NVFC Holds Roundtable on Cancer Awareness and Prevention in the Volunteer Fire Service
May 17, 2016
The National Volunteer Fire Council (NVFC) held a special roundtable during its spring meeting on May 6 focusing on cancer awareness and prevention in the volunteer fire service. The event was streamed live online for those who could not attend. Remote participants could ask questions via an online tool.
The roundtable featured experts in different aspects of firefighter cancer research, prevention, and support. Participants included: Chief Brian McQueen (moderator), cancer survivor and founder of the Believe 271 Foundation Inc.; Cindy Ell, Founder/President of the International Firefighter Cancer Foundation; Dave Finger, Chief of Legislative and Regulatory Affairs for the NVFC; Chief Trey Kelso, Firefighter Cancer Support Network board member; Rick Mason, Training and Education Coordinator for the National Fallen Firefighters Foundation; and Dr. Jacqueline Moline, founder of the world Trade Center Medical Program. View full bios here.
The recorded version of the roundtable is now available on the NVFC web site. Below is a summary of the information presented during the roundtable.
Question: What was the biggest issue with getting cancer presumption laws passed in states where it has passed?
Answer: Connecticut just passed a state cancer presumption law, and the largest pushback they received was from government groups who were looking at it from a financial perspective. The Connecticut law will be funded by receiving one penny from the E-9-1-1 surcharge that appears on each resident’s phone bill. The state’s fire service organizations had to fight hard to get the bill passed. It still doesn’t have everything they wanted, but it is a good starting point.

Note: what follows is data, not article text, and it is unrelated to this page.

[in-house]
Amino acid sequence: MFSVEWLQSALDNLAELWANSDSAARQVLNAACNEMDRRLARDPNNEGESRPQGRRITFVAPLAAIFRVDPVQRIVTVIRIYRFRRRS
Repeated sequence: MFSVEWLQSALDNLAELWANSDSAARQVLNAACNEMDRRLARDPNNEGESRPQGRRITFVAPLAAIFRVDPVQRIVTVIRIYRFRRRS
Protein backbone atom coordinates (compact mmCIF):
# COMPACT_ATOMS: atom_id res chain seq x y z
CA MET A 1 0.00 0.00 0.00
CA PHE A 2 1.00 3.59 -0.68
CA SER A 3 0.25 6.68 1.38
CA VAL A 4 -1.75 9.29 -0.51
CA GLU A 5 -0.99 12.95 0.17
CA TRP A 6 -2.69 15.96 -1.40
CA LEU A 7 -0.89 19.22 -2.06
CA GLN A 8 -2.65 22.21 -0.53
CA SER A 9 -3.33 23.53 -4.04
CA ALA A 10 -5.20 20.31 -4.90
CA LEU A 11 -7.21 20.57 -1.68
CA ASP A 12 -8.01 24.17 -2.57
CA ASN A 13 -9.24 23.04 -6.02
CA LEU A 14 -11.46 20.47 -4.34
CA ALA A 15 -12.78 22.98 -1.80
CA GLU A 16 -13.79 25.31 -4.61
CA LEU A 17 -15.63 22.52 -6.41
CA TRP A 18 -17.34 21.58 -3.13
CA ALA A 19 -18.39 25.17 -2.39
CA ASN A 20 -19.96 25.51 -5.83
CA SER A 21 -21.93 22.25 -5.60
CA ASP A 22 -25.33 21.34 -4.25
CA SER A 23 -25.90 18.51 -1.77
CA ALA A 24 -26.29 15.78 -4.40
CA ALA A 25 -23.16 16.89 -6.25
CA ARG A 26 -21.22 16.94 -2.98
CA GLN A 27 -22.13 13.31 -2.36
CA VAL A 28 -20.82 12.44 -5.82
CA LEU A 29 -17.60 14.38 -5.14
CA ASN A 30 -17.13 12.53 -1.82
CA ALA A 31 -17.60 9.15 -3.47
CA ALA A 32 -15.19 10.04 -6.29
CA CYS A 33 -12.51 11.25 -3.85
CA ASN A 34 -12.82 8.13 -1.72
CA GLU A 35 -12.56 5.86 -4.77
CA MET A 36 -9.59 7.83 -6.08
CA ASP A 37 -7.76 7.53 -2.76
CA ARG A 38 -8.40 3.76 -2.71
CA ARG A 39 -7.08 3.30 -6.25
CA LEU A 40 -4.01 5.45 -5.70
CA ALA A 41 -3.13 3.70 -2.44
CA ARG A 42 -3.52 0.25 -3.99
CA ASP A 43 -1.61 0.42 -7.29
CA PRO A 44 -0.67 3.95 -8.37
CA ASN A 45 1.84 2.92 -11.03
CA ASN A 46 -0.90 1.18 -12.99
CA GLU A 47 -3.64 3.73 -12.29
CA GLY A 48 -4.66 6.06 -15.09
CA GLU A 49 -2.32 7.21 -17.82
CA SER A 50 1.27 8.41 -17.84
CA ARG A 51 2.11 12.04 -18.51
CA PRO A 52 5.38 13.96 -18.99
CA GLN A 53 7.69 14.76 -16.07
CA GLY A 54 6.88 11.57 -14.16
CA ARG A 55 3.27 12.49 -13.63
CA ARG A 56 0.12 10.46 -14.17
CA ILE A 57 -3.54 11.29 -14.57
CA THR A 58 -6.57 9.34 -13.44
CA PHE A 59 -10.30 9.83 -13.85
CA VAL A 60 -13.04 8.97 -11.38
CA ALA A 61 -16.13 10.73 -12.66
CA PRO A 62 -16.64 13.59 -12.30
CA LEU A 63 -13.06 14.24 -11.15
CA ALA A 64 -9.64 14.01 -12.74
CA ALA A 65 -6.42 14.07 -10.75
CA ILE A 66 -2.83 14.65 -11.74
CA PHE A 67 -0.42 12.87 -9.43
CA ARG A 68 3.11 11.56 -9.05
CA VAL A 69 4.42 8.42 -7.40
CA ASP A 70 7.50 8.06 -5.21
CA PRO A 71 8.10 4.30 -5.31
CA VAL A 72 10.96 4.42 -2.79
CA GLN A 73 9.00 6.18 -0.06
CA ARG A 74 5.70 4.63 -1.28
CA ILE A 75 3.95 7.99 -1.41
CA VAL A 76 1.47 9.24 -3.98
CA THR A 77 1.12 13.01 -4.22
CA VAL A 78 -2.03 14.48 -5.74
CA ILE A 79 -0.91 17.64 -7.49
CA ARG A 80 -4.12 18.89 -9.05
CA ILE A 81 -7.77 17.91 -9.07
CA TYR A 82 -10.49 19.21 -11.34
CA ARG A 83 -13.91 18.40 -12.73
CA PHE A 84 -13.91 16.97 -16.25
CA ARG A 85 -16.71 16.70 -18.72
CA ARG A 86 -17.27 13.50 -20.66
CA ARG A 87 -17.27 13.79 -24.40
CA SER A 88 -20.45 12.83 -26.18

Question: What are the barriers to providing cancer prevention education in state training programs?
Answer: Many state training programs have to follow certain certification requirements, and these can’t be cut back. There is a lot of resistance when you try to add even one additional hour of training to a curriculum that may already be 200 hours. Trainers need to figure out a way to incorporate cancer prevention and awareness messages within the existing training. On the positive side, IFSTA has started incorporating cancer prevention into their textbooks, and the National Fire Protection Association is working to include language addressing cancer prevention practices into their 1001 standard.
Question: Is anyone addressing the issue of hazardous environments at training academies?
Answer: Gear extractors and dryers should be a critical piece to get the gear ready for each class. Gear should be decontaminated based on the manufacturer’s guidelines. The ability to wash and dry rapidly is key. Gear should also be properly stored. With training, there are also significant cost considerations. As a fire service community, we need to work with the corporate world to come up with new technology that makes proper decontamination of gear affordable. Also, everyone should be practicing the 11 immediate actions provided in the Firefighter Cancer Support Network’s white paper. There is also the issue of the instructors being put in a hazardous environment day after day. There may be some simple managerial changes that can have a big impact.